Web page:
I watched the Sex Pistols documentary, The Filth and the Fury, last night. As I sang along to almost every song -- except the indecipherable parts, of course, I've never figured those words out -- I remembered how I used to love being a punker chic.
I never dyed my hair, though I did cut it short. It was too curly for spikes so it just looked like a failed attempt to mimic Ronald McDonald's style. But I was a combat boot and short skirts kinda girl as a teen. And I did love thick, dark, messy eyeliner.
I was attracted to punk because of the anarchist message, the idea that you could be whoever you wanted, do whatever you wanted, despite the millions of messages we received each day through social pressures and mass media about what we should be like, what we should look like, what we should do in order to be "normal." Punk taught us that in reality there is no such thing as normal.
That is, until punk became normal.
At one point in the movie, Johnny Rotten sneers at the "rich kids" who started coming to his shows and says something like, "They started dressing alike, and we knew that was the end of punk." And sure enough, there were the clips of show-goers all gussied up in their spiked leather jackets and ripped jeans and safety pin collages.
I have made this same observation, though I attributed it to modern music. (I should have known Johnny Rotten thought of it first.) My kids listen to horrorcore, rap and punk, and when asked, will tell you it's because the music is anti-establishment, anti-normal, anti-group think. They say they like being "different" than the crowd. Then they will don their hatchetman necklaces and requisite Psychopathic Records clothing and Chucks so that other people on the street can be sure to recognize that they are a "Juggalo" too.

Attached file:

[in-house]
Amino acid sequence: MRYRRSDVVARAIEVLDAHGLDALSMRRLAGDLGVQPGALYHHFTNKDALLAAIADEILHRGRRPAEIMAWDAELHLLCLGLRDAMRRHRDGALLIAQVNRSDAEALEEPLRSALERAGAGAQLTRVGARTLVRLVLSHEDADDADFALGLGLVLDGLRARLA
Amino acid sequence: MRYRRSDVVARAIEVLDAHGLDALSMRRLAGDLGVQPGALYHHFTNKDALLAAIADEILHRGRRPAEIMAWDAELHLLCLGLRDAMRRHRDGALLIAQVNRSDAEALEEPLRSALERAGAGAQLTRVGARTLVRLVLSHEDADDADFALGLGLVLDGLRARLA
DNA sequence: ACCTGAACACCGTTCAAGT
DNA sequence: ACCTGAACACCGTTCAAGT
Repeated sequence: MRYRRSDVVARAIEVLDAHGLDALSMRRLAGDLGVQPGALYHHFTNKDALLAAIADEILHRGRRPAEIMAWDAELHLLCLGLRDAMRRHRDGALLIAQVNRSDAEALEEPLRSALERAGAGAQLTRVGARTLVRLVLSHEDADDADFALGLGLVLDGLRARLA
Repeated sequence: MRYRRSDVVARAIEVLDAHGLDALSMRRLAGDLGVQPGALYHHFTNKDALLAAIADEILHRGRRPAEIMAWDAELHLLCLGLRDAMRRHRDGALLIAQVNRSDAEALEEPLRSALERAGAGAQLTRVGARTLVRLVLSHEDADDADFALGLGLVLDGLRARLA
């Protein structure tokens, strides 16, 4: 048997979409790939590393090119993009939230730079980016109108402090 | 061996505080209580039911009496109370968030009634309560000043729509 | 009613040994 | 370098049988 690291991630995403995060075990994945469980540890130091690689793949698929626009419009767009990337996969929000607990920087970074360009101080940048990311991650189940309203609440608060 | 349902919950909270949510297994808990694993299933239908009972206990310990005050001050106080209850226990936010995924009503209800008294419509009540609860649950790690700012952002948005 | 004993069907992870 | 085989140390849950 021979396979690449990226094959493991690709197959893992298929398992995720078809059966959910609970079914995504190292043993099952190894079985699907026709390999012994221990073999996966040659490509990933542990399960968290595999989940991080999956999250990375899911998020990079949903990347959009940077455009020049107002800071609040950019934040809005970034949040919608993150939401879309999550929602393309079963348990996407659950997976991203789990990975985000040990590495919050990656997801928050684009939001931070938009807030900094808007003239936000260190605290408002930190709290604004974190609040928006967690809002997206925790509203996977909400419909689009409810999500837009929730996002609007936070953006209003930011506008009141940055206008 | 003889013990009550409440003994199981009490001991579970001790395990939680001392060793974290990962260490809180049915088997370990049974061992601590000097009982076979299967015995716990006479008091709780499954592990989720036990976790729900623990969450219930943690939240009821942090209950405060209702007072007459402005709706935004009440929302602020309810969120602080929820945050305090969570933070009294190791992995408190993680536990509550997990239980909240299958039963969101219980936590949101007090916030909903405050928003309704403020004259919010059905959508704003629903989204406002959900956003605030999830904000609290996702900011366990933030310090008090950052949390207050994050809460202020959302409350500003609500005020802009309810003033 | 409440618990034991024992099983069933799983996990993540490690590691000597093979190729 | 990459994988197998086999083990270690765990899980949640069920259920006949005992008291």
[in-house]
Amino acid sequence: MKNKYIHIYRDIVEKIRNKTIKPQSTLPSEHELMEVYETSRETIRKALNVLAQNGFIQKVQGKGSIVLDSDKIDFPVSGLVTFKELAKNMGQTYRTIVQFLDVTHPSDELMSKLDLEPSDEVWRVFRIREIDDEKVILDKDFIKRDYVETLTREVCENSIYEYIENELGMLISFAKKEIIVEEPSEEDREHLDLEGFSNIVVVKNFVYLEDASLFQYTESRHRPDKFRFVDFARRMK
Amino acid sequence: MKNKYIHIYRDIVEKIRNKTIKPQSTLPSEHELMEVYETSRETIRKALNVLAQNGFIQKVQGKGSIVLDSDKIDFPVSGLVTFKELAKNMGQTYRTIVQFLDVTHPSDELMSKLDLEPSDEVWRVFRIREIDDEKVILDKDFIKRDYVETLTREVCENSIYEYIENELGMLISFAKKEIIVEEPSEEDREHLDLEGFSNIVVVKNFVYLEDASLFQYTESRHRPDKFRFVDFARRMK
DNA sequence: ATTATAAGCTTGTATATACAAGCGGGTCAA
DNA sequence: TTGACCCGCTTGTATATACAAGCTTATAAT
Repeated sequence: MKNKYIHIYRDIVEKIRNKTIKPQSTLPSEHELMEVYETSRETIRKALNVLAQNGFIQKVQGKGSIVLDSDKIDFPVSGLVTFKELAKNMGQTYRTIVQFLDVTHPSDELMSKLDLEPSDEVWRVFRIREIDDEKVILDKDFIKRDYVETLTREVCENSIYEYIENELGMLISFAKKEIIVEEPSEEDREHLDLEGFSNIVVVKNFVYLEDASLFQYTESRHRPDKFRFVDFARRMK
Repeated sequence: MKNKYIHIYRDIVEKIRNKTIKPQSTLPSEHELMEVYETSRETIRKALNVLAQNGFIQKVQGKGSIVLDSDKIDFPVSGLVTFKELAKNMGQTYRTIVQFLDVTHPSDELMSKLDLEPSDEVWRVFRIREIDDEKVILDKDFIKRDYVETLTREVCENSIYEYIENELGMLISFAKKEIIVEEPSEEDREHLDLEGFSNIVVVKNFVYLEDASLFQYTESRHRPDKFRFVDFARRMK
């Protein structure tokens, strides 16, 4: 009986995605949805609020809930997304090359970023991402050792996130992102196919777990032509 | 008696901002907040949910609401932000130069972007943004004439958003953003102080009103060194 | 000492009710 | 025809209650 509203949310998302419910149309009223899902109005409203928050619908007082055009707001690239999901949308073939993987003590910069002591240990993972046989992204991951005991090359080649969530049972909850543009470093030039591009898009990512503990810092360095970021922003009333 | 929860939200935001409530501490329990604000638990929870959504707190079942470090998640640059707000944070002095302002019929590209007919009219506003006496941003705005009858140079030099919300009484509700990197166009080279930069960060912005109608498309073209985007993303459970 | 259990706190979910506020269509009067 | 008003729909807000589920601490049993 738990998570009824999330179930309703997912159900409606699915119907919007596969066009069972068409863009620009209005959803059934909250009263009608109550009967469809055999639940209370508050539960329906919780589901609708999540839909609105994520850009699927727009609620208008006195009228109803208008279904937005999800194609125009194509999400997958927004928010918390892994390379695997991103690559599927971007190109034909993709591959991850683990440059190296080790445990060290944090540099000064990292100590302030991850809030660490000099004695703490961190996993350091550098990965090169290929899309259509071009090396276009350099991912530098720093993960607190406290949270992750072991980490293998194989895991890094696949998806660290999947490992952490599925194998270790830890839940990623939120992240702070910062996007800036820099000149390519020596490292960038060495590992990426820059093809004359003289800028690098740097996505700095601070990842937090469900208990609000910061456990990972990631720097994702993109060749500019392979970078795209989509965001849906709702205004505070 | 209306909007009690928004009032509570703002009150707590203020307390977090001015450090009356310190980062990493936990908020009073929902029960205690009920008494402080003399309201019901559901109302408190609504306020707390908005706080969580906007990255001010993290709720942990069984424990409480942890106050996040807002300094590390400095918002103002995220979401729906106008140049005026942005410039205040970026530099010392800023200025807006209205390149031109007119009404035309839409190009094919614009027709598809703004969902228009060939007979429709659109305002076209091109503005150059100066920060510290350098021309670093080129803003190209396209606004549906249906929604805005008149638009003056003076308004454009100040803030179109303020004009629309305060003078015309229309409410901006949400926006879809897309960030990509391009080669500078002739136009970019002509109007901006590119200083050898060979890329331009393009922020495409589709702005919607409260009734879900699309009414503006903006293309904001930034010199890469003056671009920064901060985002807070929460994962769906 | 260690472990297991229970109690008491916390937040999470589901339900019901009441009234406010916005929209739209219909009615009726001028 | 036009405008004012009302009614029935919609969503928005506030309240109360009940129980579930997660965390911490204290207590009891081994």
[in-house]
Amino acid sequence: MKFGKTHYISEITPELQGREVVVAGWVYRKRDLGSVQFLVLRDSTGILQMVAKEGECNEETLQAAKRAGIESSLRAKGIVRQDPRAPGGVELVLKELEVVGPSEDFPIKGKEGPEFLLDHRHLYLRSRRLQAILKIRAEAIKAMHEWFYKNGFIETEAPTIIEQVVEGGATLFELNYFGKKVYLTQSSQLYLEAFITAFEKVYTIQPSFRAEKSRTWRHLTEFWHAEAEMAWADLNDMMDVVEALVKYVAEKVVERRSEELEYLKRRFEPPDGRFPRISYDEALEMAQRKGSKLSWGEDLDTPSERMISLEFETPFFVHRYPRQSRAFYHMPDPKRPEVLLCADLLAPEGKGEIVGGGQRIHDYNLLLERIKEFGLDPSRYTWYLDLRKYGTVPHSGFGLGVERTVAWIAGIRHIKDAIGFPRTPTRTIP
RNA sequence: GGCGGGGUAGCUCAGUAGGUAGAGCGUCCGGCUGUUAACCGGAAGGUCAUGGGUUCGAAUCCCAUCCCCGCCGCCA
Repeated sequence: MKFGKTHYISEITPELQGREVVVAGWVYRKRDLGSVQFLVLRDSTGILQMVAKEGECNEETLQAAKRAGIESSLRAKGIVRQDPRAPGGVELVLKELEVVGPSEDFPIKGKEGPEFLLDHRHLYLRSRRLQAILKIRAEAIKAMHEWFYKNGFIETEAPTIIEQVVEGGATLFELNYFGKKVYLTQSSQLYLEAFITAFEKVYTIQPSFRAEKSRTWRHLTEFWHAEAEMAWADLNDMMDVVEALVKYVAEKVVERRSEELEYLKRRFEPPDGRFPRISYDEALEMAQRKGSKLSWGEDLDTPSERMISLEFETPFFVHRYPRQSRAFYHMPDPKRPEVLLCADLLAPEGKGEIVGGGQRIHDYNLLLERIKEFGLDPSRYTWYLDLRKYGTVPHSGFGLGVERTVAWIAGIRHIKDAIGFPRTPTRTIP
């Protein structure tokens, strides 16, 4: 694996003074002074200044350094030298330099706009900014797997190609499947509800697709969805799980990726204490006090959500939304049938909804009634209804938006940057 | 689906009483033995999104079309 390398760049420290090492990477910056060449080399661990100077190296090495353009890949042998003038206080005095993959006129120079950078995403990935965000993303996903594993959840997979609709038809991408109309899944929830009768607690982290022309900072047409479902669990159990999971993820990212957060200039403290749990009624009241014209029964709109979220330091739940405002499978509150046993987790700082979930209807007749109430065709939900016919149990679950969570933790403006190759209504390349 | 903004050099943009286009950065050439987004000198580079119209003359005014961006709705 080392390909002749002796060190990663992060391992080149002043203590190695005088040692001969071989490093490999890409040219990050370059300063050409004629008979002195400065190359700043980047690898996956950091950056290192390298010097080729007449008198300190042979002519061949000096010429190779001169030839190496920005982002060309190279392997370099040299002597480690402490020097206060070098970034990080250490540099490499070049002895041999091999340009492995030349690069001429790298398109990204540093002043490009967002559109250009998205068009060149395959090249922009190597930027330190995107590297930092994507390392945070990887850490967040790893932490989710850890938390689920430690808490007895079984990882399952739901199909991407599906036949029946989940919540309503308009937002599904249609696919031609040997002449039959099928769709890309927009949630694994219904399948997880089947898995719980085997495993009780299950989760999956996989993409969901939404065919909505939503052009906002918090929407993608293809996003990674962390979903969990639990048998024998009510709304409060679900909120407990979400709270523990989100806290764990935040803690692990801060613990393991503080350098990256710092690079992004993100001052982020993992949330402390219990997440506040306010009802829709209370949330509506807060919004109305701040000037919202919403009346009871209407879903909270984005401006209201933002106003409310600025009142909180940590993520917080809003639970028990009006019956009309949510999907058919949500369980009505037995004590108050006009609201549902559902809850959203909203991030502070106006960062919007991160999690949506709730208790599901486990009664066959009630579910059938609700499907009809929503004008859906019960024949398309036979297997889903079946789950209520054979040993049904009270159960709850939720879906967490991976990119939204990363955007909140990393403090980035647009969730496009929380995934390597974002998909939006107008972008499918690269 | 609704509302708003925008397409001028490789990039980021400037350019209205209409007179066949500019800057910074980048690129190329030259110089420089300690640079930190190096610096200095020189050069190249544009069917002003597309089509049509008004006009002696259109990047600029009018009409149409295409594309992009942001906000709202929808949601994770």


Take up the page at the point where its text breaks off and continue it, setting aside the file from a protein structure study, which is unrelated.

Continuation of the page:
Some people fear that the Juggalos are a new gang. Well, they said that about punk, too, back in the '70s. The media called the Sex Pistols a new "cult." But those people who miscategorize kids who listen to unsavory music as cult members or gang members fail to understand. The kids are looking for a way to express their dissatisfaction with the adults in power. And since they feel powerless to make change on their own, the only way they can gain power is to do so through numbers. So they join a group, that in their minds, expresses and represents anti-power.
When you're young, you often fail to identify irony. And that's why my kids roll their eyes when I laugh at their silly clown get-ups and tell them to pull their pants up.
I wonder if they would laugh at me if I were to pick them up from school wearing combat boots and my face smeared with eyeliner with Johnny Rotten screaming, "Mommy! I'm not an animal!" or "I am an anti-Christ! I am an anarchist!" through my Chevy's speakers.